The reports of the TO's death have been grossly exaggerated

Randy Carson

Ramblin' Wreck
Messages
687
There are a lot of folks on this forum who understand the technical aspects of football better than I do. But I'm not convinced that defensive coordinators finally "cracked the code" on the TO. If that were possible, then eventually, they will do the same to shut down these five wide receiver "air raid" offenses, too. Offenses innovate. Defenses adjust.

The NFL has designed its rules to maximize scoring. Apparently, the Packers over the Bears 7-3 in a driving snow storm makes for bad television ratings. But I digress.

I just know what I like when I see it. I prefer watching MY team control the ball. I like:
  • watching 85-yard drives that take 8 minutes off the clock
  • knowing that on any given play, a simple a pitch or QB dive off tackle could break for 20 yards or more
  • having to watch an instant replay three times just to see who got the ball and when (imagine being on the D against that at speed)
  • seeing the defensive backs creeping in to add run support only to give up a TD when we throw the long 'tater over the top
  • leading the nation in offensive yardage
  • leading the nation in time of possession
  • being consistently in the Top 25 even if it's the second tier
  • going to a bowl game every year (even if it's some garbage game)
I think the REAL issue with the TO was that fans (and forum members) like the rush of adrenaline when a team scores 56 points on 23 plays from scrimmage and about 8 minutes of possession time. (And don't get me wrong...this is a beautiful thing, also.) But a lightning fast score means you spend the majority of the rest of the game watching other team's offense. Since I'm less interested in the defensive side of the ball, I want MY offense on the field as long as possible.

And that's the best defense I can think of.
 

VRTechFan

Georgia Tech Fan
Messages
83
There are a lot of folks on this forum who understand the technical aspects of football better than I do. But I'm not convinced that defensive coordinators finally "cracked the code" on the TO. If that were possible, then eventually, they will do the same to shut down these five wide receiver "air raid" offenses, too. Offenses innovate. Defenses adjust.

The NFL has designed its rules to maximize scoring. Apparently, the Packers over the Bears 7-3 in a driving snow storm makes for bad television ratings. But I digress.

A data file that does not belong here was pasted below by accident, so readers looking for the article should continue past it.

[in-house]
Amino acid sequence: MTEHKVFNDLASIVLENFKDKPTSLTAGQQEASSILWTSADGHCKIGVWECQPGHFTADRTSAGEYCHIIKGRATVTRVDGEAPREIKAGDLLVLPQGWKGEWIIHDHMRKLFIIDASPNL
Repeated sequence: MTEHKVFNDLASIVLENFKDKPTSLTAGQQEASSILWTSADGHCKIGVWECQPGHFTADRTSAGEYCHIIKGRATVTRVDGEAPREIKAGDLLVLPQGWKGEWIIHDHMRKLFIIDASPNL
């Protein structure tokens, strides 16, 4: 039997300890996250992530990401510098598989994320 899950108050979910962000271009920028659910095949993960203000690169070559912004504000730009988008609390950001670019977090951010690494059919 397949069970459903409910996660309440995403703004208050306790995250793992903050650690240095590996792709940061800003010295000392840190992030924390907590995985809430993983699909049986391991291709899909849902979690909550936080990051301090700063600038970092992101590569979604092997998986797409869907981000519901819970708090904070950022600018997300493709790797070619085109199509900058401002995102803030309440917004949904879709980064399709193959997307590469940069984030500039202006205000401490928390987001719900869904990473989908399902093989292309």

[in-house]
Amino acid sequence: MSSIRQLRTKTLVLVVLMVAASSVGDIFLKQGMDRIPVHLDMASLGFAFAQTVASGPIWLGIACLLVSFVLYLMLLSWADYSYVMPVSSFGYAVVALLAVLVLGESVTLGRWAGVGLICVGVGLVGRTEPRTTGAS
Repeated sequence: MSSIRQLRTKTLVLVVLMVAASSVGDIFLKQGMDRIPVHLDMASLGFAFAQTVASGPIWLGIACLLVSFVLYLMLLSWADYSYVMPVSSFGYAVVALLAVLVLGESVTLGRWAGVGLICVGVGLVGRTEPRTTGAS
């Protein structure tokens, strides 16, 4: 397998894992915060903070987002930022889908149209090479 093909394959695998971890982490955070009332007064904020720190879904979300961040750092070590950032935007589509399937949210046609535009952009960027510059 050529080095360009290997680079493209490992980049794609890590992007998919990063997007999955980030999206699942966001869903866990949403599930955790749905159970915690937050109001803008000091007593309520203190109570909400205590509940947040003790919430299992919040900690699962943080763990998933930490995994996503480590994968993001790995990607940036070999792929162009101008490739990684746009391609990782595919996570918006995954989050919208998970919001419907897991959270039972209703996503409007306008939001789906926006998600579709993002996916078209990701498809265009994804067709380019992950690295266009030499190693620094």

I just know what I like when I see it. I prefer watching MY team control the ball. I like:
  • watching 85-yard drives that take 8 minutes off the clock
  • knowing that on any given play, a simple a pitch or QB dive off tackle could break for 20 yards or more
  • having to watch an instant replay three times just to see who got the ball and when (imagine being on the D against that at speed)
  • seeing the defensive backs creeping in to add run support only to give up a TD when we throw the long 'tater over the top
  • leading the nation in offensive yardage
  • leading the nation in time of possession
  • being consistently in the Top 25 even if it's the second tier
  • going to a bowl game every year (even if it's some garbage game)
I think the REAL issue with the TO was that fans (and forum members) like the rush of adrenaline when a team scores 56 points on 23 plays from scrimmage and about 8 minutes of possession time. (And don't get me wrong...this is a beautiful thing, also.) But a lightning fast score means you spend the majority of the rest of the game watching other team's offense. Since I'm less interested in the defensive side of the ball, I want MY offense on the field as long as possible.

And that's the best defense I can think of.
I wholeheartedly agree with you. Everyone wanted us to throw the ball more and this is what we got in return. I enjoyed watching the TO. People would say that we wouldn't get the top recruits if we kept the TO. I say screw them if they don't want to come to Tech. We will find players that want to come to Tech to play football. Our team has gotten soft and there isn't any toughness at all. At least the CPJ teams played as if they had a chip on our shoulder. It's rather embarrassing watching Tech play for the past 3 years. This nightmare needs to end soon.
 

BleedGoldNWhite21

Helluva Engineer
Messages
1,104
The rule changes were a bigger part of CPJ retiring than I think some realize. I want to win, whether it’s running the TO or passing the ball 70 times. I’m open to running a TO type offense again, but I don’t know if there are any great candidates that fit that description right now. People forget that CPJ was already seen as a HOFer in coaching circles when he came here. I don’t believe someone like Monken is a much better option than some of the other coaches around. Just because I am a CPJ guy doesn’t mean I think GT HAS to run the TO to be successful, which is a mindset a few posters have seemed to adopt.
 

VRTechFan

Georgia Tech Fan
Messages
83
the REAL issue was that kids weren't flocking to GT to play the TO, dismal defenses (PJ churned thru DCs), and shrinking attendances. We'd become nationally irrelevant after 2014 and were viewed as having a gimmicky offense.

Bringing the TO back wouldn't fix any of those. And no, the current regime isn't the answer.
That gimmicky offense was feared by everyone, hence teams adding extra practice times and requesting a week off prior to playing us. Absolutely no team respects or fears playing us now. The shrinking attendances was a shame and should solely fall on us fans. We didn't realize we had someone good when we had it. I wonder what our attendance looks like now compared to CPJ's last year? I bet it's lower.